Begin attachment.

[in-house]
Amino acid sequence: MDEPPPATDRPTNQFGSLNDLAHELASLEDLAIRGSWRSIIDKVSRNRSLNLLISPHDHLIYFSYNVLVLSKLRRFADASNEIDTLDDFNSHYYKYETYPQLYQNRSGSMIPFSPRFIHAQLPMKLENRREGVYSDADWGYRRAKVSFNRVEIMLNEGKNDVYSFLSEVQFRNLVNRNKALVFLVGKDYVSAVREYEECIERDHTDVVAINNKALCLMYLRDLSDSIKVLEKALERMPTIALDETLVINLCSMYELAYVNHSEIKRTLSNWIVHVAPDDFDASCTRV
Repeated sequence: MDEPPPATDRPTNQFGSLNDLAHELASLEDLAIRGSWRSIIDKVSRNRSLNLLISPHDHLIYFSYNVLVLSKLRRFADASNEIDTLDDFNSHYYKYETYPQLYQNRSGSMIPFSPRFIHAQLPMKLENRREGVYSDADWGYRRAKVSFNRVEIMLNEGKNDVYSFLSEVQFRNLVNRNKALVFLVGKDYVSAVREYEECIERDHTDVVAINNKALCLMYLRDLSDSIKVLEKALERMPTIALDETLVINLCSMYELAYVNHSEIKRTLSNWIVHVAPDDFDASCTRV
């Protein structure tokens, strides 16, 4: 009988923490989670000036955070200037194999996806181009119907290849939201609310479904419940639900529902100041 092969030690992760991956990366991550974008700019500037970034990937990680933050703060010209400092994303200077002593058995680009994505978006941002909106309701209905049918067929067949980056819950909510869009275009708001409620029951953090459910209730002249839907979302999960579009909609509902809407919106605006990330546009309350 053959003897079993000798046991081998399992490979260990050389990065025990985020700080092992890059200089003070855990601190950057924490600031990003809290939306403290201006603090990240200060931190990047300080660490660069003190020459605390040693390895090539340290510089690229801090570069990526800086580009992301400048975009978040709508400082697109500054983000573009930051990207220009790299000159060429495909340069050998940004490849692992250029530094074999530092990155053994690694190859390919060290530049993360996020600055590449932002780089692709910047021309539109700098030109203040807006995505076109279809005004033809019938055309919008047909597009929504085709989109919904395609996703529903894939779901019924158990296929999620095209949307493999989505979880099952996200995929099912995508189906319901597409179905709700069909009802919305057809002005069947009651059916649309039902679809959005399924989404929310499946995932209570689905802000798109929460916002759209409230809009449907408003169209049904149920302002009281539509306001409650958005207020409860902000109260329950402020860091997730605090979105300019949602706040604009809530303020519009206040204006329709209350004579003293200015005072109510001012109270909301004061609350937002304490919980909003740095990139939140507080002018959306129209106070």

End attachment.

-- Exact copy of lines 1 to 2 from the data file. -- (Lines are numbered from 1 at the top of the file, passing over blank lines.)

[in-house]
Amino acid sequence: MDEPPPATDRPTNQFGSLNDLAHELASLEDLAIRGSWRSIIDKVSRNRSLNLLISPHDHLIYFSYNVLVLSKLRRFADASNEIDTLDDFNSHYYKYETYPQLYQNRSGSMIPFSPRFIHAQLPMKLENRREGVYSDADWGYRRAKVSFNRVEIMLNEGKNDVYSFLSEVQFRNLVNRNKALVFLVGKDYVSAVREYEECIERDHTDVVAINNKALCLMYLRDLSDSIKVLEKALERMPTIALDETLVINLCSMYELAYVNHSEIKRTLSNWIVHVAPDDFDASCTRV